Daniel Carcillo Continues Fight With NHL Over Its Denial Of Brain Injuries: 'They're Killing People'

Carcillo has called for better treatment for current and retired players.

McNeil & Parkins Show
May 15, 2018 - 6:02 pm
Daniel Carcillo in 2014

Bruce Bennett/Getty Images

Categories: 

(670 The Score) Daniel Carcillo is taking the NHL to task over its handling of concussions and traumatic brain injuries.

A nine-year NHL veteran who last played in 2015, Carcillo is fighting back at the league for its lack of transparency with brain injuries, a cause which became close to him after friend and teammate Steve Montador died in 2015 and was later diagnosed with chronic traumatic encephalopathy, better known as CTE.

Carcillo hopes the NHL -- which he refers to as the "League of Denial" -- will ultimately issue an apology for its denials of brain injuries linked to the sport while also making a commitment for better on-site care and treatment for current and retired players. He currently sees the league avoiding the issue, including with its media partners.

Carcillo joined the McNeil & Parkins Show on Tuesday afternoon and discussed his cause and the fight with the league.

"If the first three letters are NHL, you're going to get the same archaic message, which is 'We do not believe that you need treatment for a traumatic brain injury; we do not believe in seeing a link between traumatic brain injuries and CTE' when all the other professional sports leagues have come out and said that," Carcillo said in his interview with Parkins.

"That's why I moved forward with that narrative, that this is the only league, the only professional sports league, that continues to deny it, and because they deny it, they're killing people. They're killing people.

"I will not stand by and let Steve Montador's son, who's four months younger than my son, I won't stand by and have them grow up in a world where they don't have the information. This is my fight, because we didn't have the information, but apparently the NHL did.

"This is a purpose. I don't get any kickbacks from a brain center. I just get to lay my head on the pillow knowing guys are getting help and (so) they don't have to make nine keys for the same deadbolt like Steve Montador had to do when I went to his house in Mississauga. They get to enjoy their son, because his son was born four days after he passed away. It's not fair, and it pisses me off. That's why I get up every day."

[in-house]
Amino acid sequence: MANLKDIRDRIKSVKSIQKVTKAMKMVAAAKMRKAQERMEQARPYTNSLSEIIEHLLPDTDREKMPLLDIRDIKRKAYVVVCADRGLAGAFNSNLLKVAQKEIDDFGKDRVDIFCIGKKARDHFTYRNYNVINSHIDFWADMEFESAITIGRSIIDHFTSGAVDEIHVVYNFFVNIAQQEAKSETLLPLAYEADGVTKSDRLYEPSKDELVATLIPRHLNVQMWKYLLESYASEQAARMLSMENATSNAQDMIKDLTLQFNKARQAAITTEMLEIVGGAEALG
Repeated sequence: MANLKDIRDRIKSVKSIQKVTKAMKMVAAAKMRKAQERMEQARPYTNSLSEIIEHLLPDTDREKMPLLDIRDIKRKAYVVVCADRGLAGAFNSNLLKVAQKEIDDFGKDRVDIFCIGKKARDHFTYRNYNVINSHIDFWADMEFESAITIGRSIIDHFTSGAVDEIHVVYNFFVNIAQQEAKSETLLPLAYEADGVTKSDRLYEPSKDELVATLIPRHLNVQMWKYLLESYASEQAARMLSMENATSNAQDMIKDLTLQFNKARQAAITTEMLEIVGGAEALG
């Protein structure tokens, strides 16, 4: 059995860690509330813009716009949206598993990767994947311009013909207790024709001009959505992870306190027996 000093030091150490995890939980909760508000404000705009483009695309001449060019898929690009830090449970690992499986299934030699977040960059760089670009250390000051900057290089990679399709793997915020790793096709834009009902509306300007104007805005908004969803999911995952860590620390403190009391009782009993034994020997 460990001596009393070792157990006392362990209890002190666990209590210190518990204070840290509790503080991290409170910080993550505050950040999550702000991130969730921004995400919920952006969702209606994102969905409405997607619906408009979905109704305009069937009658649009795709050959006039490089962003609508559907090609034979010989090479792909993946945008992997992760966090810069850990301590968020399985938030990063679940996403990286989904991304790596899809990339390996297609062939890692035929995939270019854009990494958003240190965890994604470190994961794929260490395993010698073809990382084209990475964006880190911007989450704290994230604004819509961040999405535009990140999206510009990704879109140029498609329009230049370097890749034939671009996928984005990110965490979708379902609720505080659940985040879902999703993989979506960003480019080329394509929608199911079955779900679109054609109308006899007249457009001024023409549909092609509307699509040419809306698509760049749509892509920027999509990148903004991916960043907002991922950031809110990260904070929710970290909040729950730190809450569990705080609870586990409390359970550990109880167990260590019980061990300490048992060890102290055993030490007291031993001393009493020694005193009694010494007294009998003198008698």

Carcillo's career in hockey included two Stanley Cup championships with the Blackhawks, in 2013 and 2015. He believes the Blackhawks organization genuinely cares about its players but hopes to see them hire a functional neurologist without consent of the league.

The fight for Carcillo isn't with the Blackhawks or any individual team but the NHL as a whole. He wants to see the league and the NHL Players' Association -- which he calls the "Union of Compliance" --  protecting the players in cases of brain injuries.

"That's why you pay a union, is to protect you against the entity that's the NHL," Carcillo said. "I've had experience with them. They're just no different from the NHL. They're a bunch of politicians, and you can't trust them. You just can't. That's why guys call me now. Because I have no stake in any game. I don't. 

"I just want to see people get better, and that's it. And I don't want them to go through the same hell I've been through and I've been going through for the last two-and-a-half years and longer than that. But now I know."

Carcillo recently pledged his brain to the Carrick Institute in Cape Canaveral, Florida and said any money from an NHL settlement would go there, too. However, he doesn't envision a settlement any time soon because of the league's financial situation.

Among the frustrations for Carcillo against the NHL is how the league's media partners have handled the issues before the public. He sees evidence of an active effort to avoid discussing brain injuries and gruesome hits, even when they're brought to the forefront.

"There's emails," Carcillo said. "There's tons of emails, man. They're all public right now. There's no misinformation here."

If players can't get the financial compensation back from the NHL, Carcillo wants them to benefit from awareness and potentially have their lives saved.

"If you don't know where you came from, how do you know where you're going?" Carcillo said. "Even as a league. Take my name off the Cup, twice over. I don't care. I'm not proud of it."